When most of us think about healthcare, it tends to go something like this: you go to the doctor when you’re sick, and when you leave you’re on your way to being healthy again; end of story. But when we think about health, we don’t always consider the psychological and social factors that contribute to our well-being as individuals and as a society. Whether a community has access to healthful, affordable food, public transportation, affordable child and medical care, and whether it has support systems in place for its most vulnerable populations all affect its overall well-being. These factors are called the social determinants of health, and they include where people work, play, eat and live. When a community has access to these things, its overall health is improved. At the Centretown Community Health Centre, this principle is first and foremost.
Active in Ottawa since 1969, the Centretown CHC is a non-profit community health centre offering a full range of health and social services to more than 13,000 residents each year from within a catchment area of Centretown, the Glebe and Old Ottawa South. Their team includes doctors, nurses and nurse practitioners, social workers and counsellors, dieticians, community developers, health promoters and outreach workers. The centre also has a wide range of award-winning queer services — everything from anonymous HIV testing to counselling and medical care for members of the trans community. “Our mission is to provide good healthcare that meets the broad range of people’s needs,” says Ernie Gibbs, mental health counsellor for lesbian, gay, bisexual and trans youth. “People benefit from that when it’s all under one roof.”
In addition to providing on-site primary healthcare and counselling, the Centretown CHC also partners with a number of organizations to reach out to specific populations within the queer community. The GLBTTQ Youth Program, for instance, has a long history of working with the Ottawa-Carleton District School Board and provides workshops and training for people working with queer youth. Gibbs works specifically with people aged 12 to 25 who are having significant difficulties around their mental health and sexual identities, and counsels youth who are looking to transition. “I do an in-depth social assessment around their history and gender identity,” he explains. The centre is currently working toward its goal to increase capacity for trans healthcare, in addition to providing access to counsellors trained in hormone-replacement-therapy assessments and connecting trans patients to local doctors offering hormone starts.
In addition to programs for queer youth and the trans community, the Centretown CHC also provides services and outreach for seniors. The Ottawa Senior Pride Network, for instance, works with the Good Companions Centre to help bring queer seniors together, decreasing isolation and providing opportunities for social interaction. “I think part of it is demystifying what it means to be an older adult and GLBTTQ,” Gibbs says.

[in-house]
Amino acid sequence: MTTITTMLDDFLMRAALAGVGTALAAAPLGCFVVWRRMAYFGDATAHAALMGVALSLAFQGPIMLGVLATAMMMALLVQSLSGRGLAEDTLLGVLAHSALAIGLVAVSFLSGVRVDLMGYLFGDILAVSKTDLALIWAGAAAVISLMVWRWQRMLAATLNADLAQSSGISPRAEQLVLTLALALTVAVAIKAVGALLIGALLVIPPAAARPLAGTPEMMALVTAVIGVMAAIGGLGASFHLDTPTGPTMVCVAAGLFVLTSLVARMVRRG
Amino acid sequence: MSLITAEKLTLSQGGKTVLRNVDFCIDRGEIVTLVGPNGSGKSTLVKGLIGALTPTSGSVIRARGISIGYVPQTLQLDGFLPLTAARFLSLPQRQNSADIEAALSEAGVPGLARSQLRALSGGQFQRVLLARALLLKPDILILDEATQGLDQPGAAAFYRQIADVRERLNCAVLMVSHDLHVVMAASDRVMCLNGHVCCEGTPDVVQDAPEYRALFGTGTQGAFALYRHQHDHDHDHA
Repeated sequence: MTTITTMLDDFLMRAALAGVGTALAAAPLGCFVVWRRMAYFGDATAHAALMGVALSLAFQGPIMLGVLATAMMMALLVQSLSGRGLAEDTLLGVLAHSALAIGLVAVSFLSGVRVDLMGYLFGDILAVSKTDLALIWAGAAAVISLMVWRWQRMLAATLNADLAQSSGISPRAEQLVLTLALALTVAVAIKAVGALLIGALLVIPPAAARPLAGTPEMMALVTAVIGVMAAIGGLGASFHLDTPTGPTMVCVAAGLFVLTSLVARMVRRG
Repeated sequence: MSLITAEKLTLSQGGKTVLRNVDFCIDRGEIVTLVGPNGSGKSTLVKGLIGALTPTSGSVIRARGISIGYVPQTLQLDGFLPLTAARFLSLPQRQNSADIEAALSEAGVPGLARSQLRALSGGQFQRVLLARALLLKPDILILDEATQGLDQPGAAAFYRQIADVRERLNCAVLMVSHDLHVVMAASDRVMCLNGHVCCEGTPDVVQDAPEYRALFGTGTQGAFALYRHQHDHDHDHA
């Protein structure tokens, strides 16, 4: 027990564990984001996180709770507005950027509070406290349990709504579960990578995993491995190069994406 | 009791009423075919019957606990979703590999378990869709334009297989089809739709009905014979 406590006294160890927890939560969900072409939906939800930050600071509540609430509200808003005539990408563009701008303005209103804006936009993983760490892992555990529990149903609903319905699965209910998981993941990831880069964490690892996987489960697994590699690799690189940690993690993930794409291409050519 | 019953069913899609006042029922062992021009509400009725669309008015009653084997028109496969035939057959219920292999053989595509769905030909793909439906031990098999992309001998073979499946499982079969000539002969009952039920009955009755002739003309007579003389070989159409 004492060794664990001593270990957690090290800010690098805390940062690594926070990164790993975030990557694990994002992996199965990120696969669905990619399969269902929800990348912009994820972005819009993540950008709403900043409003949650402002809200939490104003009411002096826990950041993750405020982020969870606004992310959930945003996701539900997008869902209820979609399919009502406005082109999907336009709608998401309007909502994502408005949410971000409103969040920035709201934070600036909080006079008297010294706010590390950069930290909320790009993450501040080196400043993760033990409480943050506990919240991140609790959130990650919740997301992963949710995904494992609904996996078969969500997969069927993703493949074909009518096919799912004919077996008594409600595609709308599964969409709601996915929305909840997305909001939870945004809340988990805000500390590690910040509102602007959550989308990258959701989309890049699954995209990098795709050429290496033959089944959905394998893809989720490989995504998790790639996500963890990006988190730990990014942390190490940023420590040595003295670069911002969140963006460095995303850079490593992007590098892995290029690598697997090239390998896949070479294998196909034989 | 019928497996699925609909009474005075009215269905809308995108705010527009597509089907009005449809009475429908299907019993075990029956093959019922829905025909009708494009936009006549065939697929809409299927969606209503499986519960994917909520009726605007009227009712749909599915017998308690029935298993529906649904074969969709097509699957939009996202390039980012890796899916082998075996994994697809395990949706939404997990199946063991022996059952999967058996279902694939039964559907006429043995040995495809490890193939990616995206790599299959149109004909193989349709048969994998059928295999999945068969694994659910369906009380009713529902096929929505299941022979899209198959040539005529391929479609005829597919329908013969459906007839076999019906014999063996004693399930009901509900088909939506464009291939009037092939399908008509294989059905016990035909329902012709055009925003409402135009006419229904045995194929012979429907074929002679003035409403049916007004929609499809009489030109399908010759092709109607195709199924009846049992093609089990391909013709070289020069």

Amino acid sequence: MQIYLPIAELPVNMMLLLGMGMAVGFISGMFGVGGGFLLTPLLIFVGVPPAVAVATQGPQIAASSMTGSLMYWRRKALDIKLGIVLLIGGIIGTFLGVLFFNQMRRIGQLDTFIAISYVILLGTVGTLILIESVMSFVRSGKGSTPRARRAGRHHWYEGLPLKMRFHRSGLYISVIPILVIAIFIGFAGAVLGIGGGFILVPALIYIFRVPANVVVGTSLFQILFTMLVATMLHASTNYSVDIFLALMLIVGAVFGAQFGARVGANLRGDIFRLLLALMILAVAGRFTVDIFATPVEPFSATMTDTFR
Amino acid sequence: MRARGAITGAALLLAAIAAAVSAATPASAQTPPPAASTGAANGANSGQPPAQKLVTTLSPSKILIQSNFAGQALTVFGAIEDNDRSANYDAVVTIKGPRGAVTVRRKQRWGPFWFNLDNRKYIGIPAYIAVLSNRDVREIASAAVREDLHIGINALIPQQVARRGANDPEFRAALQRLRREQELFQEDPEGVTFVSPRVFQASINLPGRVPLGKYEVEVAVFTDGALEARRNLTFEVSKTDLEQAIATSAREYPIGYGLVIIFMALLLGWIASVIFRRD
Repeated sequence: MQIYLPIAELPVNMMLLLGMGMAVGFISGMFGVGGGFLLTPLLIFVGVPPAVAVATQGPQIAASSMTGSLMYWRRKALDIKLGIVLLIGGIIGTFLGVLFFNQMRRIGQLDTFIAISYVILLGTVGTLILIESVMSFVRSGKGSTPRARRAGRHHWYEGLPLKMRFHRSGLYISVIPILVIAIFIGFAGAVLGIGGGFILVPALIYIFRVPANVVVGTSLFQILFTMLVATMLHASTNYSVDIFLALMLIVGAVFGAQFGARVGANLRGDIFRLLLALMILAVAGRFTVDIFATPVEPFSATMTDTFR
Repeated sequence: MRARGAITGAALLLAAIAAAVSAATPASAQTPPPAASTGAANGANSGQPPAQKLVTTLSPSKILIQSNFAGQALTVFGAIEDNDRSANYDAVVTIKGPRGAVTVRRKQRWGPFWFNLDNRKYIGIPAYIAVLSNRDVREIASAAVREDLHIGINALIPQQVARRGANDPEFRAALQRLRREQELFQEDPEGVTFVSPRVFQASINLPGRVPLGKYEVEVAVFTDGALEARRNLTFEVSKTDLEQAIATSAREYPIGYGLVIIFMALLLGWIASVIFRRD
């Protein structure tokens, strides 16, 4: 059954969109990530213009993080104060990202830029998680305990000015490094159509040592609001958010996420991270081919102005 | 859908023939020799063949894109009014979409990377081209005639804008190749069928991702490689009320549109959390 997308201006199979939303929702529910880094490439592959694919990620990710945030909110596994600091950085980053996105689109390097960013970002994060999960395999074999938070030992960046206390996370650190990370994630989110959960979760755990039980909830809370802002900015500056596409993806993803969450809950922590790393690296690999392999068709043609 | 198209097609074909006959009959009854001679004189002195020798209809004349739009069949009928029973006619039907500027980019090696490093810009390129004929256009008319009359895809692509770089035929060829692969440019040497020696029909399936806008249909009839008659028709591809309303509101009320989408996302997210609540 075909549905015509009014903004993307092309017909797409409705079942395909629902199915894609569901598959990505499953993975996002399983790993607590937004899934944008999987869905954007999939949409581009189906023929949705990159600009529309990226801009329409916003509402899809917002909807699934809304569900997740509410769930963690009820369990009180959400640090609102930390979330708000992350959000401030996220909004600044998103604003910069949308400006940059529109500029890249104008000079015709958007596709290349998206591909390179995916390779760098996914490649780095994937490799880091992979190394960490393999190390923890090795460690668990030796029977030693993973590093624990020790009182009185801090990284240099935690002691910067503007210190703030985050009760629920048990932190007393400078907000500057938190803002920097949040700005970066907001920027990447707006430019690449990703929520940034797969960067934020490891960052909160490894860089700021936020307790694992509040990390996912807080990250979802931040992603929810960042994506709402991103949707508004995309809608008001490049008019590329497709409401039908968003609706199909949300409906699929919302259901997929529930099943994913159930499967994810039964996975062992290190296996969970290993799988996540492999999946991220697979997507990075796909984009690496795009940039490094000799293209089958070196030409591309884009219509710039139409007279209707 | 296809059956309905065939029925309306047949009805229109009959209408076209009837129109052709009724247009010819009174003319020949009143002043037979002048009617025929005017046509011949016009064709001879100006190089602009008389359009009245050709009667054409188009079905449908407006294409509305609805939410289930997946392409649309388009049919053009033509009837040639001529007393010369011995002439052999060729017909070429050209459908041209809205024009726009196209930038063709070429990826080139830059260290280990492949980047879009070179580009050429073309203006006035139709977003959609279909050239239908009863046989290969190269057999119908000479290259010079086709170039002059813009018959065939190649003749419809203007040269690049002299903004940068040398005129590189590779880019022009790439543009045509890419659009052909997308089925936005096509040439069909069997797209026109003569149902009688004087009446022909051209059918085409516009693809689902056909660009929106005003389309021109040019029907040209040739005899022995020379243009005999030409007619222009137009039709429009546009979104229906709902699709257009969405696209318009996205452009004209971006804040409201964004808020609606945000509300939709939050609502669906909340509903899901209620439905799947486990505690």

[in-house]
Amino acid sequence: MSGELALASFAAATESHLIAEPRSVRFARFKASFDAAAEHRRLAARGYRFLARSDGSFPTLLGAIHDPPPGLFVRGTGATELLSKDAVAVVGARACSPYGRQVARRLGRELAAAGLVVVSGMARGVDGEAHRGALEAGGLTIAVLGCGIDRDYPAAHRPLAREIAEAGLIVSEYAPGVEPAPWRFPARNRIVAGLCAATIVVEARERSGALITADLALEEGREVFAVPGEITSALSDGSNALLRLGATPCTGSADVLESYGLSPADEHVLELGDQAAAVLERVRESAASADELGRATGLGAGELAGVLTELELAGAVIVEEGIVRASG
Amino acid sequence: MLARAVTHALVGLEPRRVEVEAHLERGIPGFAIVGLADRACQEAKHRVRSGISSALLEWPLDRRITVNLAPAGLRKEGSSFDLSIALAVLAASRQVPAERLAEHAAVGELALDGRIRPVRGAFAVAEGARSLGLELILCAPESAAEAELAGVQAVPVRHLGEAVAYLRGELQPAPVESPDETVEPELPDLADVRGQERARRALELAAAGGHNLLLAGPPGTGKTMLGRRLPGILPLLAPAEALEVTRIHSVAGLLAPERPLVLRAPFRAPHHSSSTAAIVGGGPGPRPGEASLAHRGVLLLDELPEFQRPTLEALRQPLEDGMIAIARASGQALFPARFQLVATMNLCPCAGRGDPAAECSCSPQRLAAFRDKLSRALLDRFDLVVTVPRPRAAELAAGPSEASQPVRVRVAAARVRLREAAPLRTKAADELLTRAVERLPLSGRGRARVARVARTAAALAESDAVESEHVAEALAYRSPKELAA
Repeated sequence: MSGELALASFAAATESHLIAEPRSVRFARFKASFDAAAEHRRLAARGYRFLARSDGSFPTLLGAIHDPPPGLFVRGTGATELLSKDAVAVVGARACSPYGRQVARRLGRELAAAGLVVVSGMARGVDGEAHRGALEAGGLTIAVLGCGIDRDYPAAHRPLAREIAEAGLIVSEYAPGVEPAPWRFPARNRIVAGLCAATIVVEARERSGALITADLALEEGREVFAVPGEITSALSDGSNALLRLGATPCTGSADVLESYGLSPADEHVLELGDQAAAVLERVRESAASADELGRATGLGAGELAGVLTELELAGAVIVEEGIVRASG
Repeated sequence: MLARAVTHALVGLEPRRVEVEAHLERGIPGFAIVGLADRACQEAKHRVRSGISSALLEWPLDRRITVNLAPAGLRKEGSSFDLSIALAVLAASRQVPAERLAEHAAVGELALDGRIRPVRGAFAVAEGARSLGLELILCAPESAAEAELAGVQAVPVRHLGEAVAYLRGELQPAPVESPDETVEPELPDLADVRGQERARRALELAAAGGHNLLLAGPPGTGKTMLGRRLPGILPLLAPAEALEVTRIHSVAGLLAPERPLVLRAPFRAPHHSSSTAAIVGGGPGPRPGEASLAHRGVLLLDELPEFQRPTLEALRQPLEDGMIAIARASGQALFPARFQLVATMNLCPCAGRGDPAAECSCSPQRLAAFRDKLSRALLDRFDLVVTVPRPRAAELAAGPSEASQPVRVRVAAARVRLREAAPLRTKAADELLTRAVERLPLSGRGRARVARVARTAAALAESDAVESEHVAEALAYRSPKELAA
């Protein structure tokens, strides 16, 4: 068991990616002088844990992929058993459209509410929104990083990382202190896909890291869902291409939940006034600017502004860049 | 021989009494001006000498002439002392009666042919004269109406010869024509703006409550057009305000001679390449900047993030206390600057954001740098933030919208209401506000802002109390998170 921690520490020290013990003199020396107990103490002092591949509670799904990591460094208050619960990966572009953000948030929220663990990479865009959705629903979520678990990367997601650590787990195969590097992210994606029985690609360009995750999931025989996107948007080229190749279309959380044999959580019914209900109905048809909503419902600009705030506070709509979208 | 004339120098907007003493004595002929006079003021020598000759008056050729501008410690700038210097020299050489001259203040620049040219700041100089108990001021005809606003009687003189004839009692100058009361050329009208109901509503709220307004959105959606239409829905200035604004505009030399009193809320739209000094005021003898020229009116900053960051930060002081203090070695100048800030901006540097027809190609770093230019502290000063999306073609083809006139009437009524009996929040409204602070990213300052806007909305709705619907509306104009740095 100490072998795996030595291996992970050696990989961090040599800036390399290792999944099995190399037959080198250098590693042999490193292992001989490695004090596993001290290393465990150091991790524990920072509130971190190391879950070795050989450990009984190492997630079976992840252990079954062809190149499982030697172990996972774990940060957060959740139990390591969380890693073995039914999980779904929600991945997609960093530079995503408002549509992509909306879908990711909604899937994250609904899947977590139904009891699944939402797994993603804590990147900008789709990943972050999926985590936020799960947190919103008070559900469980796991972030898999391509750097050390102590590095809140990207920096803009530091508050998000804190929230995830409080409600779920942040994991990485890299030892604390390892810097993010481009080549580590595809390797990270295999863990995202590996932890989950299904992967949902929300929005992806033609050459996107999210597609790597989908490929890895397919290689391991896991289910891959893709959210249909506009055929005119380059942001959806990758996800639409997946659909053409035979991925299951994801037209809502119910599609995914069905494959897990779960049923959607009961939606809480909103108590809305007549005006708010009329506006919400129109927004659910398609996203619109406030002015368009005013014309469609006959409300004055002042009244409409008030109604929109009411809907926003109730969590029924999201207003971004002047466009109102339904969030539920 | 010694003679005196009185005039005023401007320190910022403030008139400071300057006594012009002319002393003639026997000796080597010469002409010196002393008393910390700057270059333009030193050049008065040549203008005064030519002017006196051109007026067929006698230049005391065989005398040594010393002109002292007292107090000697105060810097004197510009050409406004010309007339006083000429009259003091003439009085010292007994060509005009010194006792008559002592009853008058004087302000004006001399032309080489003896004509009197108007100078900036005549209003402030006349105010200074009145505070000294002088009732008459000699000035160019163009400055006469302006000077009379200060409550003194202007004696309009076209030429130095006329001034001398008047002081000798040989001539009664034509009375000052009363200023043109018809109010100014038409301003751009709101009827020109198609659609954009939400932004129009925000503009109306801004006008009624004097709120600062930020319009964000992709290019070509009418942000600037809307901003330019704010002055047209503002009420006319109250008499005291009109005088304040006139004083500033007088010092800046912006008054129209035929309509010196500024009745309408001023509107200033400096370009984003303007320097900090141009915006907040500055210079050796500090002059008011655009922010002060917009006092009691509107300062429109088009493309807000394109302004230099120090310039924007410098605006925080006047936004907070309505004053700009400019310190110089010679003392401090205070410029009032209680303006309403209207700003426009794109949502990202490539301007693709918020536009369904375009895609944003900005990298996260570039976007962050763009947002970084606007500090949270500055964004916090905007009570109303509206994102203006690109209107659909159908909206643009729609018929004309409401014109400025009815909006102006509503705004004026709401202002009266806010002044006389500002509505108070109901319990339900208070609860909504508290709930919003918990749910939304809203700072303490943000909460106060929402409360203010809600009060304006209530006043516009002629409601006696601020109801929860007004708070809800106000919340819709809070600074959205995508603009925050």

With its numerous outreach groups and activities, the Centretown CHC acts as a hub for queer people who need access to services beyond just primary healthcare.
“That’s a uniqueness to us as a CHC,” Gibbs says. “It’s a hub where things can happen more organically.” The centre also runs Gay Zone, a wellness group for men who have sex with men that offers clinical services, such as free, confidential HIV testing on Thursday evenings, hepatitis A and B vaccines, and more diverse activities, such as yoga, film screenings and a book club. The group provides an area of common ground for gay men who are out and sexually active. “We don’t want to stigmatize that,” Gibbs says. “We want to celebrate it.”
In addition to its numerous outreach programs, the Centretown CHC also has a community-elected board governing its high-level programming decisions, which includes members of the queer community. “Having LGBT people on the board has historically served us well in being able to do LGBT work,” Gibbs explains.
“We act as ambassadors to and from the community and communicate those ideas and concerns back to the community,” says board president Jeff Morrison. “There’s no such thing as a cookie-cutter approach.” This allows the centre to be responsive to the needs of the community it serves and to plan and change its programming accordingly. “The service mix is sort of always in flux depending on the changing demographics.” Morrison also uses the centre for his own primary medical needs. “The quality of the care is excellent,” he says, noting the convenient downtown location and the broad range of services offered.
One of the centre’s core values is that of mutual respect. Services are always offered in a climate of equality, free from judgment or discrimination. “Those are values and that’s a culture that people who are coming and using the CHC really appreciate,” Morrison says, adding that this is especially beneficial for queer communities, who are able to access counselling and support services as well as their medical needs under one roof. “It’s all sort of a one-stop shop, if you will.”
As for what’s next in terms of queer programming, exciting things are afoot. “One of the next things we’re looking at in 2013 is how the CHC can use its resources to support the Village project on Bank,” Morrison says. “I think 2013 will be a very interesting year.”